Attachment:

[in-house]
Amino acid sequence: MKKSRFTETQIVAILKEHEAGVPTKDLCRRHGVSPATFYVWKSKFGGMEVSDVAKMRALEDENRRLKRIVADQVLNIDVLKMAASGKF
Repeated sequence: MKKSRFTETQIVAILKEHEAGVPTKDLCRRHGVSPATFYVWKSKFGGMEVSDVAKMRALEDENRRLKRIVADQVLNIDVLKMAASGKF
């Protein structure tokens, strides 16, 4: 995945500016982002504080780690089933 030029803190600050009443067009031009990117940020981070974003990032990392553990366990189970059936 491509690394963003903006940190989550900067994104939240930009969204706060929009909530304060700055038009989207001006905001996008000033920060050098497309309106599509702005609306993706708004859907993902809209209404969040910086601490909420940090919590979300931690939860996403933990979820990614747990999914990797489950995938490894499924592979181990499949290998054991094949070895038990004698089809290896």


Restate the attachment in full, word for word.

[in-house]
Amino acid sequence: MKKSRFTETQIVAILKEHEAGVPTKDLCRRHGVSPATFYVWKSKFGGMEVSDVAKMRALEDENRRLKRIVADQVLNIDVLKMAASGKF
Repeated sequence: MKKSRFTETQIVAILKEHEAGVPTKDLCRRHGVSPATFYVWKSKFGGMEVSDVAKMRALEDENRRLKRIVADQVLNIDVLKMAASGKF
């Protein structure tokens, strides 16, 4: 995945500016982002504080780690089933 030029803190600050009443067009031009990117940020981070974003990032990392553990366990189970059936 491509690394963003903006940190989550900067994104939240930009969204706060929009909530304060700055038009989207001006905001996008000033920060050098497309309106599509702005609306993706708004859907993902809209209404969040910086601490909420940090919590979300931690939860996403933990979820990614747990999914990797489950995938490894499924592979181990499949290998054991094949070895038990004698089809290896």